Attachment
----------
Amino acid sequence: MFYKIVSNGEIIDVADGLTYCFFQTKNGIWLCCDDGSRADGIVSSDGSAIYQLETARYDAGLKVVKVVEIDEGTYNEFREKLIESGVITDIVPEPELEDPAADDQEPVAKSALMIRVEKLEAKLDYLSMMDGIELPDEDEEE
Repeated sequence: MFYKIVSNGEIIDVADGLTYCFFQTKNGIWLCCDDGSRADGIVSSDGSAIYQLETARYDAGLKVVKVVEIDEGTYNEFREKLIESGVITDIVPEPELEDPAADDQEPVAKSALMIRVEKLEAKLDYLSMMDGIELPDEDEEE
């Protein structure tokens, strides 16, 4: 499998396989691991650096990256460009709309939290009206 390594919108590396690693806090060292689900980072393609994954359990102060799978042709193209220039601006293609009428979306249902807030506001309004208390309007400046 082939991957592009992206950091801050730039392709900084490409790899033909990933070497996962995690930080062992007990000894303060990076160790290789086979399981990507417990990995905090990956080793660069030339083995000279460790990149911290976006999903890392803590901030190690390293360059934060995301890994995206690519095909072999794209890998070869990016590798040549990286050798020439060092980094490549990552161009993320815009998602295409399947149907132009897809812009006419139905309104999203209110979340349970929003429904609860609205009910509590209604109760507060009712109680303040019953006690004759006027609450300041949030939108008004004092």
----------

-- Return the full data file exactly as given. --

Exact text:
Amino acid sequence: MFYKIVSNGEIIDVADGLTYCFFQTKNGIWLCCDDGSRADGIVSSDGSAIYQLETARYDAGLKVVKVVEIDEGTYNEFREKLIESGVITDIVPEPELEDPAADDQEPVAKSALMIRVEKLEAKLDYLSMMDGIELPDEDEEE
Repeated sequence: MFYKIVSNGEIIDVADGLTYCFFQTKNGIWLCCDDGSRADGIVSSDGSAIYQLETARYDAGLKVVKVVEIDEGTYNEFREKLIESGVITDIVPEPELEDPAADDQEPVAKSALMIRVEKLEAKLDYLSMMDGIELPDEDEEE
């Protein structure tokens, strides 16, 4: 499998396989691991650096990256460009709309939290009206 390594919108590396690693806090060292689900980072393609994954359990102060799978042709193209220039601006293609009428979306249902807030506001309004208390309007400046 082939991957592009992206950091801050730039392709900084490409790899033909990933070497996962995690930080062992007990000894303060990076160790290789086979399981990507417990990995905090990956080793660069030339083995000279460790990149911290976006999903890392803590901030190690390293360059934060995301890994995206690519095909072999794209890998070869990016590798040549990286050798020439060092980094490549990552161009993320815009998602295409399947149907132009897809812009006419139905309104999203209110979340349970929003429904609860609205009910509590209604109760507060009712109680303040019953006690004759006027609450300041949030939108008004004092």